Dear Mr. President,
Not since FDR has a president faced such a bedeviling array of issues. Already you have some notable accomplishments in withdrawing from Iraq, avoiding an economic collapse, and improving our image abroad. These are no small successes, and through them you have shown your sharp intellect, openness, ability to compromise, and composure and patience under fire.
These are admirable leadership qualities, but as your healthcare slog clearly shows, these trying times require even more of you, Mr. President.
You will pass your bill this week, but I will not be alone in expressing my disappointment in the outcome. The process became so politicized that it's now watered down with compromise and stripped of any true reform. I believe the steady decline in public support for it mirrored growing disillusionment that true reform would result as the process went on. Instead the opportunity of giving people more choices and controlling costs was compromised by giving too much to special interests and insurance companies. I also believe many Democrats now support the bill for simply the short term gain of the party, rather than the long term interests of the county.
In retrospect, it seems that your strategy for the process was to throw it out there, let chaos play itself out, and then step in for the win. Unfortunately, it's not a win that many feel good about any more.
What are some of the leadership lessons in all this?
You Delegated Your Top Priority: You may have over-learned the lessons of Hillary's effort in the 90s and gone too far in the opposite direction. You delegated formulation of the bill to Congress, but do Nancy Pelosi and that partisan group know more about health care than you and your staff? I hope it is clear to you now that the Republicans were more interested in blocking the process than helping you govern, turning the whole thing quickly into a quagmire. So instead of Hilary, you might better have followed the example of LBJ in getting Medicare passed. He played a clear role in conceiving the bill and then cracked heads, threatened, bullied, and charmed it through. His hands were on it all of the way. He stayed on top of it, and he pressed it home before opponents could organize resistance. For the biggest item on your agenda, you needed to take more control and responsibility in its conception and its process.
As the Great Articulator, You Did Not Articulate: In your campaign, you said: "I am absolutely clear that hope is not enough. . . . the only way we are actually going to get this stuff done, number one, we are going to have to mobilize and inspire the American people so that they are paying attention to what their government is doing. . . . If the American people are activated, that's how change is going to happen."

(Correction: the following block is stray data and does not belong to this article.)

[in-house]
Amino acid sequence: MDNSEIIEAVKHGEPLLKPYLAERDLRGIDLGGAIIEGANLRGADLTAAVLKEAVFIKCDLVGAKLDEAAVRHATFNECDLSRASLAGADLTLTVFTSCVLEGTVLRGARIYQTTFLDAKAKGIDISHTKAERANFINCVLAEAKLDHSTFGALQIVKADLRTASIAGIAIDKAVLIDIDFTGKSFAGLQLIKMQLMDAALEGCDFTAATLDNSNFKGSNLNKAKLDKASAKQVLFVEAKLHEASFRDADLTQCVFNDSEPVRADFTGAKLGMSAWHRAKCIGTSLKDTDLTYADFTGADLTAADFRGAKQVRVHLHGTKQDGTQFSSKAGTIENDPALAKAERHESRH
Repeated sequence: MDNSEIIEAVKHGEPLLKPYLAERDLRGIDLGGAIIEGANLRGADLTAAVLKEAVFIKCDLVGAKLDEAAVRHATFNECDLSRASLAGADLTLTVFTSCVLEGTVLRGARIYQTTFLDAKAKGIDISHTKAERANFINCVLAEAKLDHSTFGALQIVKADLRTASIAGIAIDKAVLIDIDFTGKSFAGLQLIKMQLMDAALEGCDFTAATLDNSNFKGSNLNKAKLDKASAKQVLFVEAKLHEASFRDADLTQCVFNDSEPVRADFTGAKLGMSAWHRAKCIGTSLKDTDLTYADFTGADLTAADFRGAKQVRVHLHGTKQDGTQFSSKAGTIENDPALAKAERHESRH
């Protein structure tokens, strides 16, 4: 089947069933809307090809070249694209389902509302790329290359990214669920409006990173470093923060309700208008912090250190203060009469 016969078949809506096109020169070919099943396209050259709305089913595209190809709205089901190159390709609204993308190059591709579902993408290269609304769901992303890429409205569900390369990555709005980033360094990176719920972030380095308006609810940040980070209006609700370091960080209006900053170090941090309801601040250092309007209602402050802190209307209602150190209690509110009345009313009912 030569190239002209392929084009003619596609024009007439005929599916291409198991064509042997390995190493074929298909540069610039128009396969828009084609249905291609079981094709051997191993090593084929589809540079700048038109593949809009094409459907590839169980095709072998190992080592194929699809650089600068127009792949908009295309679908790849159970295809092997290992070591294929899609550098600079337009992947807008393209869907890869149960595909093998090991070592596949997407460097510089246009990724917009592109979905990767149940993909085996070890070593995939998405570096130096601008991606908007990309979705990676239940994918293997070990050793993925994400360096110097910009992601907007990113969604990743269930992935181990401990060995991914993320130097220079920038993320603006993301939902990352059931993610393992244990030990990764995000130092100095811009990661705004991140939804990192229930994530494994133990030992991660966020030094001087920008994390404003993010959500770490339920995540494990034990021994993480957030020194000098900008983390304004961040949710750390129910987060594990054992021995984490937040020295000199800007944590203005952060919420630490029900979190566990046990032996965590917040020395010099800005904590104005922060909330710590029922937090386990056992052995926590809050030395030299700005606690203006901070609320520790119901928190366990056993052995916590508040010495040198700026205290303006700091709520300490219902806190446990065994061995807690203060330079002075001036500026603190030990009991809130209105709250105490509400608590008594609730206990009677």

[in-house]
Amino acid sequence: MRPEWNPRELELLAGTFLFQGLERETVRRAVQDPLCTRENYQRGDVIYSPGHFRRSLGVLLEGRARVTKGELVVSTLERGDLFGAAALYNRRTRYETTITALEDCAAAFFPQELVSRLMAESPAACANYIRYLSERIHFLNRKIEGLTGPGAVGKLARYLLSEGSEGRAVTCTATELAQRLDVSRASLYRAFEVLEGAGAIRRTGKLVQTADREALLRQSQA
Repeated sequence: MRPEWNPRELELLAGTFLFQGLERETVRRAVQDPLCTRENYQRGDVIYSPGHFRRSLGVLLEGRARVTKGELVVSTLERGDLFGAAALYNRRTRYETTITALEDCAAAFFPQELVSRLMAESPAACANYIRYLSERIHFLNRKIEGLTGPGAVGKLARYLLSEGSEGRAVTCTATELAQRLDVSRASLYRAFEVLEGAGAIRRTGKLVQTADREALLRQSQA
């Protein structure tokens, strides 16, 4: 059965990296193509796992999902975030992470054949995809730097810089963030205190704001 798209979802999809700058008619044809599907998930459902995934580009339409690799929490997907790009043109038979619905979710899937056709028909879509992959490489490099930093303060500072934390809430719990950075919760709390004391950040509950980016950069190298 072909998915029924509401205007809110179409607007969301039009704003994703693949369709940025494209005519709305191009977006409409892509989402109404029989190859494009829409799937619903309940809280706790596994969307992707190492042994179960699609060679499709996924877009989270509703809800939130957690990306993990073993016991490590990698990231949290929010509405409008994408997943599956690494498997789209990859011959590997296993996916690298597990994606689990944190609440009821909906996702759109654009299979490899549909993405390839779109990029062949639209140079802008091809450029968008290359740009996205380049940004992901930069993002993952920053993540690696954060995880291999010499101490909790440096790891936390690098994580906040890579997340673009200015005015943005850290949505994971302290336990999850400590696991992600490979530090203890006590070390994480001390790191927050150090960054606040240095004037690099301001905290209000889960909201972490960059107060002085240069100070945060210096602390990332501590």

But you failed to follow your own advice.
You are a fan of Lincoln. One of his most admirable traits was his ability to read public opinion and stay just ahead of it. Doing so, he was able to actively shape it in being the most visible president up to that time. You too are visible, and this is one of your strengths, but you didn't leverage it effectively.
There were two problems.
First, soon after delegating to Congress, you went on break with everyone else. In the vacuum, town halls and tea parties were organized. The backlash put you on the defensive and you never fully recovered. You took your hand off the throttle and fell behind instead of staying ahead of public opinion.
You Lacked a Clear Vision. Second, you never fully articulated your vision. One of the five primary leadership styles I often speak about is that of the Visionary. As our leader, we want to know what you are thinking and why. To shape public opinion, and persuade Congress on health care, you have to convince us about why the system is broken, what the plan is for fixing it, and how you (and we) are going to do it. What was your burning platform Mr. President? But every time you spoke on the issue, you left us hanging without the specifics. Sure, the ultimate plan needs to emerge from a dialogue among all stakeholders, but that dialogue needs to start with your Vision. Then you can inspire us with your oratory, mobilize to make it happen, and adapt as you need to.
A vision is a compass that signals to yourself and others what is most important and why, and that has real power in it. We need you to lead with yours - you can't shape and galvanize public opinion if we don't know what's most important to you.
I believe you are a Visionary, it is another natural strength of yours, but again you did not play to it. To be successful, you need to first state your vision and then play politics to sell and adapt it. Instead you tried it the other way around and got bogged down.
You Needed More Toughness. Sometimes the worst abuse of power is to not use it at all. You have a soft touch, which can be appropriate for reducing tensions and opening dialogue. But when the vision is clear, and a tipping point of support is reached, it's time to push hard and kick ass and take names as LBJ did. I call this leadership style the Warrior, and my sense is this may be the greatest leadership challenge you face personally. The other adjustments you can make fairly easily by pulling back on some priorities, staying ahead of the public, and articulating your vision. The toughness part, on the other hand, may not be in your nature. If that's true, you might consider having others on your team who can be the Warrior for you, people you can count on for slam dunks when you need them.
I often advise, play to your strengths and work around your weakness. We urgently need the best you, Mr. President.
I have become long winded. I hope this helps in some small way.
Visit my homepage at ClintonSidle.org
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